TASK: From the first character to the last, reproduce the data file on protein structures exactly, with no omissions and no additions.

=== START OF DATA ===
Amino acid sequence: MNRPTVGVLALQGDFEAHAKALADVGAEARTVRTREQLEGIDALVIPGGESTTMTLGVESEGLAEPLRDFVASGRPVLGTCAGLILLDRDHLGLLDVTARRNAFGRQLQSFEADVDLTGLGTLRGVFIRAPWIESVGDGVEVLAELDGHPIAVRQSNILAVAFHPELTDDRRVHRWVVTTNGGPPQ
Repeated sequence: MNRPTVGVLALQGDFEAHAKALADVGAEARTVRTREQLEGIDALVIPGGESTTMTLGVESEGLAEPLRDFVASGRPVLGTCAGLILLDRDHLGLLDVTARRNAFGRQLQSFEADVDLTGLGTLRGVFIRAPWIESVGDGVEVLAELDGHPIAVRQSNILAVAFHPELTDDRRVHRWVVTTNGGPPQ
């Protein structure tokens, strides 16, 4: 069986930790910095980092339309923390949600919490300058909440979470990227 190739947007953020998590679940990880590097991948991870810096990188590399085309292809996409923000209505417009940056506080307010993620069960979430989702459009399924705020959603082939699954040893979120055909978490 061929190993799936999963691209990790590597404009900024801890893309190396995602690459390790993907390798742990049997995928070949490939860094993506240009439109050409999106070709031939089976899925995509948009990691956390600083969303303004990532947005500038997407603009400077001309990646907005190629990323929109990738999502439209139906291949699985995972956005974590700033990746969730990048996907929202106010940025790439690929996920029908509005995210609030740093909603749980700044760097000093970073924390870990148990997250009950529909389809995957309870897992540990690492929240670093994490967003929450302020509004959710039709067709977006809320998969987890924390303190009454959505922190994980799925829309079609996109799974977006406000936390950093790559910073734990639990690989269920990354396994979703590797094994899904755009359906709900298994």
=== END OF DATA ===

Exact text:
Amino acid sequence: MNRPTVGVLALQGDFEAHAKALADVGAEARTVRTREQLEGIDALVIPGGESTTMTLGVESEGLAEPLRDFVASGRPVLGTCAGLILLDRDHLGLLDVTARRNAFGRQLQSFEADVDLTGLGTLRGVFIRAPWIESVGDGVEVLAELDGHPIAVRQSNILAVAFHPELTDDRRVHRWVVTTNGGPPQ
Repeated sequence: MNRPTVGVLALQGDFEAHAKALADVGAEARTVRTREQLEGIDALVIPGGESTTMTLGVESEGLAEPLRDFVASGRPVLGTCAGLILLDRDHLGLLDVTARRNAFGRQLQSFEADVDLTGLGTLRGVFIRAPWIESVGDGVEVLAELDGHPIAVRQSNILAVAFHPELTDDRRVHRWVVTTNGGPPQ
């Protein structure tokens, strides 16, 4: 069986930790910095980092339309923390949600919490300058909440979470990227 190739947007953020998590679940990880590097991948991870810096990188590399085309292809996409923000209505417009940056506080307010993620069960979430989702459009399924705020959603082939699954040893979120055909978490 061929190993799936999963691209990790590597404009900024801890893309190396995602690459390790993907390798742990049997995928070949490939860094993506240009439109050409999106070709031939089976899925995509948009990691956390600083969303303004990532947005500038997407603009400077001309990646907005190629990323929109990738999502439209139906291949699985995972956005974590700033990746969730990048996907929202106010940025790439690929996920029908509005995210609030740093909603749980700044760097000093970073924390870990148990997250009950529909389809995957309870897992540990690492929240670093994490967003929450302020509004959710039709067709977006809320998969987890924390303190009454959505922190994980799925829309079609996109799974977006406000936390950093790559910073734990639990690989269920990354396994979703590797094994899904755009359906709900298994």